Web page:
By Charles A. Michelson, AIA, ACHA, LEED AP

“Reduce, reuse, and renovate” can be valuable principles to apply in medical construction projects. By incorporating these concepts, you can enhance sustainability, minimize waste, and optimize the use of resources.

However, long before the planning and construction process begins, adapting to changing demographics, identification of patient needs, and incorporating the relevant technologies and treatment approaches must be defined so that we may design efficient and cost-effective medical buildings.

Changing demographics have a significant impact on healthcare design and construction trends, requiring healthcare providers to adapt their services to meet the evolving needs of diverse populations. Here are some key considerations that impact design:

Aging Population: The aging population is increasing globally, leading to a higher demand for geriatric care, long-term care, and specialized services for age-related conditions such as dementia and chronic diseases. Facilities need to respond to enhance their capacity to provide geriatric care and provide programs that promote healthy aging, preventative care, and supportive services for older adults.

Technology Adoption: Changing healthcare design trends often coincide with technological advancements. Healthcare organizations should embrace technology and digital solutions to improve healthcare delivery, remote monitoring, telemedicine, and patient engagement. This can help overcome barriers such as distance, transportation issues, and limited access to specialized care. Technology changes the dynamic of the design of our medical facilities.

Chronic Disease Management: With shifting demographics, the prevalence of chronic diseases such as diabetes, cardiovascular diseases, and obesity increases. Healthcare providers should prioritize preventative care, health promotion, and chronic disease management programs to address the unique needs and the design of spaces established for preventative care.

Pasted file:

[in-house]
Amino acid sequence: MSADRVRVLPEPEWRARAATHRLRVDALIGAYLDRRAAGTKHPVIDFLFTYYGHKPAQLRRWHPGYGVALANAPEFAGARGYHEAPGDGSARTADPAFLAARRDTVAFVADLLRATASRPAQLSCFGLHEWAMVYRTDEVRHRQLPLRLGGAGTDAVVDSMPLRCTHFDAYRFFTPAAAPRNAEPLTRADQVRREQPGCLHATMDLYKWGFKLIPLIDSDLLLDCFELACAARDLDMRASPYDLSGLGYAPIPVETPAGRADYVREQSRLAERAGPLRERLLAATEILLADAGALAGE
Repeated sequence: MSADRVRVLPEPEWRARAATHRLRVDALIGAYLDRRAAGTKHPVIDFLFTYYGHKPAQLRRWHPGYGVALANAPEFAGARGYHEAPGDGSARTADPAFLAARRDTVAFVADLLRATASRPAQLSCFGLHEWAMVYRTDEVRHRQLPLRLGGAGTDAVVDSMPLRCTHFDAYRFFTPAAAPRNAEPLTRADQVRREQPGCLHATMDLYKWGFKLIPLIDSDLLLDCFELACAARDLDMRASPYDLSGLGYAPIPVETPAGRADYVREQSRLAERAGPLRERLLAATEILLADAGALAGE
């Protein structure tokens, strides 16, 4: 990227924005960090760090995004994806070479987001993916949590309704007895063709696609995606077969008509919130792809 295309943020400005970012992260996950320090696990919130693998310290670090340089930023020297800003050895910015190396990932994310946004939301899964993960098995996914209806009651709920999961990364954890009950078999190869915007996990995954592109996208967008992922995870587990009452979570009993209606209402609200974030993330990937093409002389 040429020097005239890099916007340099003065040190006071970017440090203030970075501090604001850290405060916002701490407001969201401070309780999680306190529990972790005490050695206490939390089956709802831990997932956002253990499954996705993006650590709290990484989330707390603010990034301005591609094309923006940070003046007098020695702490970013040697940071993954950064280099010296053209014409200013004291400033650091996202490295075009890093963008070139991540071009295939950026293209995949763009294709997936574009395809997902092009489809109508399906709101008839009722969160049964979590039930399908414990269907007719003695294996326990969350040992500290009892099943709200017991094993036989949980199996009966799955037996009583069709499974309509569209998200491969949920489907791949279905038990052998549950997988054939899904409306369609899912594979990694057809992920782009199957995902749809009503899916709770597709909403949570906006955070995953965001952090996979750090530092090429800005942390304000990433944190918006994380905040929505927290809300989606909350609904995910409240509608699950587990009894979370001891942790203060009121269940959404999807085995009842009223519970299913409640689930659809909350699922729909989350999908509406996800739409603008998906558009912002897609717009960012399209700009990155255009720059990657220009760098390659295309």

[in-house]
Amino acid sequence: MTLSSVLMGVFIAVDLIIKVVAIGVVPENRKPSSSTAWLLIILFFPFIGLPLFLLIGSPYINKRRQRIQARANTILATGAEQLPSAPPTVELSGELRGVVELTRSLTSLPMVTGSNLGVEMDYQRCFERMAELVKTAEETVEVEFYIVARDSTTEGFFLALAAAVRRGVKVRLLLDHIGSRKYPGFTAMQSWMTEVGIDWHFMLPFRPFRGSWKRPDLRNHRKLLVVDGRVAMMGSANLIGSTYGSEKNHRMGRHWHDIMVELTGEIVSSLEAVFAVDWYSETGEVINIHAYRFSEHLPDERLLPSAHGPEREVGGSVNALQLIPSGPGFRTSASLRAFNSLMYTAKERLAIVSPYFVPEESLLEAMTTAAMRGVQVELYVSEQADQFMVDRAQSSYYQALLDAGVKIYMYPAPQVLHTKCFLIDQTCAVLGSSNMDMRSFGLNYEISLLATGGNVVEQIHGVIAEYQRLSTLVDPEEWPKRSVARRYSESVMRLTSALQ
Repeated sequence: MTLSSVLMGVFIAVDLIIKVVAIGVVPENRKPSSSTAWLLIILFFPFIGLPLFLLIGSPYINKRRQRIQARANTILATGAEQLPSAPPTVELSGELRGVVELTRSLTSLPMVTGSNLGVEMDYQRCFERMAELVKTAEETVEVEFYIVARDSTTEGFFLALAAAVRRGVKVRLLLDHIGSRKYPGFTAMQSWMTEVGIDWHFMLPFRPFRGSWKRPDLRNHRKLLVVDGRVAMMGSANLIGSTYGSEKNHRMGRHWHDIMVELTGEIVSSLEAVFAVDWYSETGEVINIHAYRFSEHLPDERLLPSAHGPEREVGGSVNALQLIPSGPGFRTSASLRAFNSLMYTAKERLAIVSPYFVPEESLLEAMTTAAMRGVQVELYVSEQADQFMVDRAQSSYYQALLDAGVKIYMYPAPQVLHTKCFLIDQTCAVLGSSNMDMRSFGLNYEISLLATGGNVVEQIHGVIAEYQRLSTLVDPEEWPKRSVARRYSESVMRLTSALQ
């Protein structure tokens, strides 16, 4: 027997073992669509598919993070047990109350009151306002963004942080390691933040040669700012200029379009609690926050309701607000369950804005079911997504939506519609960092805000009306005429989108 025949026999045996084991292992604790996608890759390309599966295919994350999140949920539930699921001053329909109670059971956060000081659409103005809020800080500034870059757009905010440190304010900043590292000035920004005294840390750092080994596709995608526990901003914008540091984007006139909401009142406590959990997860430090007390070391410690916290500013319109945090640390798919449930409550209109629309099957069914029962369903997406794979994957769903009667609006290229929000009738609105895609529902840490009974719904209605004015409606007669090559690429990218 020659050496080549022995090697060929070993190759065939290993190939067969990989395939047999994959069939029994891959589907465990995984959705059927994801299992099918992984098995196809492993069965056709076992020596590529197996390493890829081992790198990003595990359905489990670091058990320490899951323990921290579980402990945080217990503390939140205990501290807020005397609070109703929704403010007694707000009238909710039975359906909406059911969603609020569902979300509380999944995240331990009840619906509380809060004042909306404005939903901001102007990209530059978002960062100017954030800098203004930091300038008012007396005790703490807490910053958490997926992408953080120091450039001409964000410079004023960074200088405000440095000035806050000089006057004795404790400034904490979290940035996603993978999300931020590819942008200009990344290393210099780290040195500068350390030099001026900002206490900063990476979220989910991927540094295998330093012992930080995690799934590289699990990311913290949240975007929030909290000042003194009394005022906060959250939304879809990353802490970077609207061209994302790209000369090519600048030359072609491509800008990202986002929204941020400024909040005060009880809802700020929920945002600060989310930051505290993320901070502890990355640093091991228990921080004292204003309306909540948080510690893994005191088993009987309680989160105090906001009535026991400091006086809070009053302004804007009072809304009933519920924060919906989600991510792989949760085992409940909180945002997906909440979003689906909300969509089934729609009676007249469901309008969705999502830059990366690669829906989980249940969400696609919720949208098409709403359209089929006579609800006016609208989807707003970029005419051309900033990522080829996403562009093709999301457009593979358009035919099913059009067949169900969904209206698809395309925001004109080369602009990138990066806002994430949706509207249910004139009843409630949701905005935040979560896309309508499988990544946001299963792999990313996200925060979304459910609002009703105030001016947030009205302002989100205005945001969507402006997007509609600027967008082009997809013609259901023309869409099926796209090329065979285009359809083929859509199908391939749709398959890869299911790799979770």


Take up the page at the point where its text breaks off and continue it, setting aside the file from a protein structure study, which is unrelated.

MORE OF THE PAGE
Mental Health and Well-Being: Current trends are identifying increased mental health needs, including increased demand for mental health services, addressing the cultural stigma around mental health, and providing specialized care for vulnerable populations. Healthcare organizations should prioritize mental health services and integrate mental health into primary care settings and/or their own specialized facilities.

By understanding the needs of our community, we can evaluate saving construction dollars for medical facilities by considering adaptive Reuse. Consider renovating existing buildings or repurposing spaces instead of constructing new ones. This means that, instead of demolishing an entire facility and rebuilding, focus on targeted renovations to improve energy efficiency, enhance patient comfort, and meet updated regulatory requirements.

It’s important to note that while cost optimization is essential, it should not jeopardize patient safety, regulatory compliance, or the long-term functionality of the healthcare facility. Engaging experienced professionals who understand the unique requirements of healthcare construction can help strike the right balance between cost savings and quality.

Charles Michelson is President of Saltz Michelson Architects. For more information, visit